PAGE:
Population and the Administrative Style
There are various statistical information and data about the Ottoman State. First of all, it is not so easy to found a great state and to establish dominion all over the world. The wars that lasted for centuries had not been carried out without proper knowledge. In the stage of preparation for the arrangement of war, it was necessary to determine the level of military forces that the state had possessed. Therefore, the censuses within the borders of the Ottoman State were carried out in different dimensions. For example; there are comprehensive and detailed data and information within the Title Deed Registry books that were recorded in the period of Kanuni Sultan Süleyman. However, since the Ottoman Archives have not yet been investigated properly, it is difficult to indicate definite data andinformation in respect of the years. Nevertheless, it is possible to provide the reasonable informative data since the first periods of the state up to now. For example, the population of the city of Istanbul had been nearly 40.000 before its conquest. However, pursuant to the conquest, the population of this city had continuously increased since it was the capital city of the state. In the census carried out in the year of 1477, the population of Istanbul was 100.000 people. It has been known that the population of the same city has reached to the figure of 400.000 in the years of 1530s, and the figure of 800.000 in the years of 1680s.
There is fairly detailed information about the total population of the Ottoman State pertaining to the period that covered the years of 1800-1914. However, different rates of increase in the total population had been recorded due to the continuous loss of lands within the boundaries of the state in this period and the immigrations from these lands that were lost towards Anatolia. In the year of 1800, the total population of the state exceeded 26 millions of people.
Pursuant to the end of Ottoman-Russian War, a detailed general census was carried out in the entire state in the year of 1831. According to the aforesaid census: the total figure of population was determined as 15.339.000 people. Of this population, 4.839.000 people lived in Roumelia; 6.700.000 people lived in Anatolia; and 3.800.000 people lived in the Middle East and the Northern Africa.
According to the Ottoman statistics, the total population of the state had reached to the figure of 17.134.000 in the year of 1884; the figure of 17.381.670 in the year of 1893; the figure of 19.050.000 in the year of 1897; the figure of 28.652.000 in the year of 1910; and the figure of 29.357.000 in the year of 1913. However, from that date on, firstly a population of 5.5 millions of people got separated from the Ottoman State upon the loss of lands in the region of Roumelia. Then, a population of 8,5 millions of people got separated from the state as a result of the disintegration of Middle East and the Northern Africa pursuant to the invasions. The residual figure of population was 15.254.000 people living in the Anatolian lands that had a surface area of 757.340 km2. Afterwards, Republic of Turkey was founded andpursuant to the foundation of this republic, the population of the new state was determined as 13 millions in the year of 1927.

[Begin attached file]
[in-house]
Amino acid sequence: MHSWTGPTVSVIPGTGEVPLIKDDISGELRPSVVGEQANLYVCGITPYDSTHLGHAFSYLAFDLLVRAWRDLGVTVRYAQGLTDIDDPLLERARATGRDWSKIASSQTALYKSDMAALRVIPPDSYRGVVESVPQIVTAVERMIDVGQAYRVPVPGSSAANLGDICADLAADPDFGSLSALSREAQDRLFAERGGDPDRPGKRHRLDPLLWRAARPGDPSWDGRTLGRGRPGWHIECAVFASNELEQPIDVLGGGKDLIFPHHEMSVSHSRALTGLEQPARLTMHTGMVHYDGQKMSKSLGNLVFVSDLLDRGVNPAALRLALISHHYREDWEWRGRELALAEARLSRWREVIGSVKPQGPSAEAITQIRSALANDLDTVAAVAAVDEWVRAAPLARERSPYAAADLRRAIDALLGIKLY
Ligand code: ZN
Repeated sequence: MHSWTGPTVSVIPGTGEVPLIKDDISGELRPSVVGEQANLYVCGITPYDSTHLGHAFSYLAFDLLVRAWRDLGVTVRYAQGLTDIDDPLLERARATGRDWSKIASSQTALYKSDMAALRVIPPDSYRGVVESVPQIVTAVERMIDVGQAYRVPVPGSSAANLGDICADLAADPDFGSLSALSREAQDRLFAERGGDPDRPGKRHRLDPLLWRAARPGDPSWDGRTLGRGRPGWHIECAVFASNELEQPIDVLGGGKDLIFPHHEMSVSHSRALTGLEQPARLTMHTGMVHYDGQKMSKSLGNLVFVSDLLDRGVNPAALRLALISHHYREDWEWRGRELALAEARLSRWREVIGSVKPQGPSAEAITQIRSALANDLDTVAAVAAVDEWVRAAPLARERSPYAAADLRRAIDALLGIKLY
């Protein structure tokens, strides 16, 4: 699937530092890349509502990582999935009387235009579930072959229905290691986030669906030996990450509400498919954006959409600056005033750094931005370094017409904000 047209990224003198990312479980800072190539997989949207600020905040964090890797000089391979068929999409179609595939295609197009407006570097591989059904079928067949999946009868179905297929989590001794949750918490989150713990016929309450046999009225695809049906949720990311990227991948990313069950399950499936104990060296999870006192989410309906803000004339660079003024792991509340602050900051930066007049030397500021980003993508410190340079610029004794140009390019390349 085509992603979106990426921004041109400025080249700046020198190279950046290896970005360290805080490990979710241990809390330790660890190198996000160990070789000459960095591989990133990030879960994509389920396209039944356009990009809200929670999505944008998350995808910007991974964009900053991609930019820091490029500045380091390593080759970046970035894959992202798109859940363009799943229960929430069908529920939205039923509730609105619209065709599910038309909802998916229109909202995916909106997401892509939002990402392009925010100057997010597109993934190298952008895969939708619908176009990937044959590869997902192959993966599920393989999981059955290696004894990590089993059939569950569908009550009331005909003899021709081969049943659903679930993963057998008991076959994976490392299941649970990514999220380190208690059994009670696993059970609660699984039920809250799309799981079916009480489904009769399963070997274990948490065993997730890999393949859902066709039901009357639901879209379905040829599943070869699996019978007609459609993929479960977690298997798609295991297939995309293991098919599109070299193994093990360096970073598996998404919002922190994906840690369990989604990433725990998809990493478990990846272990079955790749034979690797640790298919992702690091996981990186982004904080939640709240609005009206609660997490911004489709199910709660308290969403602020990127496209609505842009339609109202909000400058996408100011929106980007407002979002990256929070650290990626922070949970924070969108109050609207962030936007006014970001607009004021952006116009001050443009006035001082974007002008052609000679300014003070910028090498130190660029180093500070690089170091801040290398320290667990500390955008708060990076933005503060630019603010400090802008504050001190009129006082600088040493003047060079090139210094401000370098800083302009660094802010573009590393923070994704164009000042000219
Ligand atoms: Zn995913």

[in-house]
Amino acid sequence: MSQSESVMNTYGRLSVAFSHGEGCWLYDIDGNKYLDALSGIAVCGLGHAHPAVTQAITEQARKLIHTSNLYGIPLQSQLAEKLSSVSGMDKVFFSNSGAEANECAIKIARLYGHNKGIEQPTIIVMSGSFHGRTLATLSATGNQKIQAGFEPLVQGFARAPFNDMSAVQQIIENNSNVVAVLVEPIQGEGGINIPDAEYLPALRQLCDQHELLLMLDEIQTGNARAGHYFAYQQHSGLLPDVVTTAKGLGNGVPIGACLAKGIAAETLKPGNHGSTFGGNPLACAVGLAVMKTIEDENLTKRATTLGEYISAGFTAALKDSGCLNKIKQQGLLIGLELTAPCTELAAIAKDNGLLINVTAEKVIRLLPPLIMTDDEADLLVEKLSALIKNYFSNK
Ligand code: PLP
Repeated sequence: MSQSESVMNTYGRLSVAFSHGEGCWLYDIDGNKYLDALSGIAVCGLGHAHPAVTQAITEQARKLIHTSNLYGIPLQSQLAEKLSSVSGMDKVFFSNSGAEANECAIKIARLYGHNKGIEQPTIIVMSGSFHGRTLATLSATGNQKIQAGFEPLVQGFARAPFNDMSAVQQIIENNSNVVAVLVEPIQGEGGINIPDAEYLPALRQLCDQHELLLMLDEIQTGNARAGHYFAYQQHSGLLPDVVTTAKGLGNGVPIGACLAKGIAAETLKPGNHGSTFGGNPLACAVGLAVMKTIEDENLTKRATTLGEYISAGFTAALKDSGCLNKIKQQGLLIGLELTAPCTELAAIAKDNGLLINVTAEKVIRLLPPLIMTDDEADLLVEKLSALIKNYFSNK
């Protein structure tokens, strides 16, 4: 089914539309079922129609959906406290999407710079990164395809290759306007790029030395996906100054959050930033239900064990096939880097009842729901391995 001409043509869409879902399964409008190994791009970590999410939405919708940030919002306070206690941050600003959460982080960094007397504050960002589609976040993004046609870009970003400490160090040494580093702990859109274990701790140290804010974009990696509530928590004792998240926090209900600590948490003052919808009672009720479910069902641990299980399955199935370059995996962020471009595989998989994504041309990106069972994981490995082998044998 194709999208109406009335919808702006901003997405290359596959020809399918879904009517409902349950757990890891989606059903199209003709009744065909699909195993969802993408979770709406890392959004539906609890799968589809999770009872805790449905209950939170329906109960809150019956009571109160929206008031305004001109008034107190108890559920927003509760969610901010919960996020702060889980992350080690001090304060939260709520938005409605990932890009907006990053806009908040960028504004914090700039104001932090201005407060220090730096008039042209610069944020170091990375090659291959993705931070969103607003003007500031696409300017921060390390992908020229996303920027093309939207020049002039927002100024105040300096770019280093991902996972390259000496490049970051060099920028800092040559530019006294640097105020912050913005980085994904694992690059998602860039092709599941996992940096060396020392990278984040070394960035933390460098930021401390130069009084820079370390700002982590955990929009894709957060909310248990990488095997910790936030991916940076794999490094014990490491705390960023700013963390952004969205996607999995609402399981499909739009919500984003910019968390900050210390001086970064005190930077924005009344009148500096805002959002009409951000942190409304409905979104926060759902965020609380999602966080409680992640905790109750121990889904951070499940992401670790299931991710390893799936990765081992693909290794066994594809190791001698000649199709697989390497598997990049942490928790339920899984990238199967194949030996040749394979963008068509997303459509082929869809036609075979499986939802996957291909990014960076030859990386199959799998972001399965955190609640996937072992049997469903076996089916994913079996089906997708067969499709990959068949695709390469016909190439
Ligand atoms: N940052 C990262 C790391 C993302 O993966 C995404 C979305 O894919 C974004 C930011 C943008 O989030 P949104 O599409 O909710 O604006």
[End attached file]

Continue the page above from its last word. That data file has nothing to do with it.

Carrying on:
The censuses carried out in the Ottoman State were generally based on the counts of houses. In the course of the determination of state population, the estimations are carried out on the basis of the numbers of houses. Today, the domestic and foreign historians consider the size of a family, in other words, the number of the total population of a house as 5 persons. This estimation is extremely wrong. Actually, the Ottoman family system showed a patriarchal structure. There were grandfather, grandmother, mother, father, and their children, and even the brothers, sisters and their children within only one family. Such a family with an extensive scale was counted as a single house. Taking this situation into consideration, the size of a house is above 10 members. Therefore, the figures of the total population of Ottoman State that we have indicated above are misleading. The real population of the state was at least two folds of the figures stated above.
The administrative system of the Ottoman State had been subject to occasional modifications. However, it was based on he provincial system in general. The provinces were divided into sub-units of administration among themselves. The defects that had been observed in the government and administration were corrected immediately through the issuance of the Code of Laws. All of the activities such as the cultivation system of lands, industry, trade, etc. had been carried out within the structure of a specific order determined by the state. For example; the agriculture was invigorated on a permanent basis through the taxes imposed for giving up farm-work that was applied in the system of agriculture. Therefore, the emigration from the rural areas to cities had been prevented for centuries. Actually, the basis of this tax was composed of a tax with an exorbitant amount that was taken from the farmer that gave up the cultivation of the arable fields under his possession and immigrated to another region. A law similar to this code has been applied in U.S.A. recently.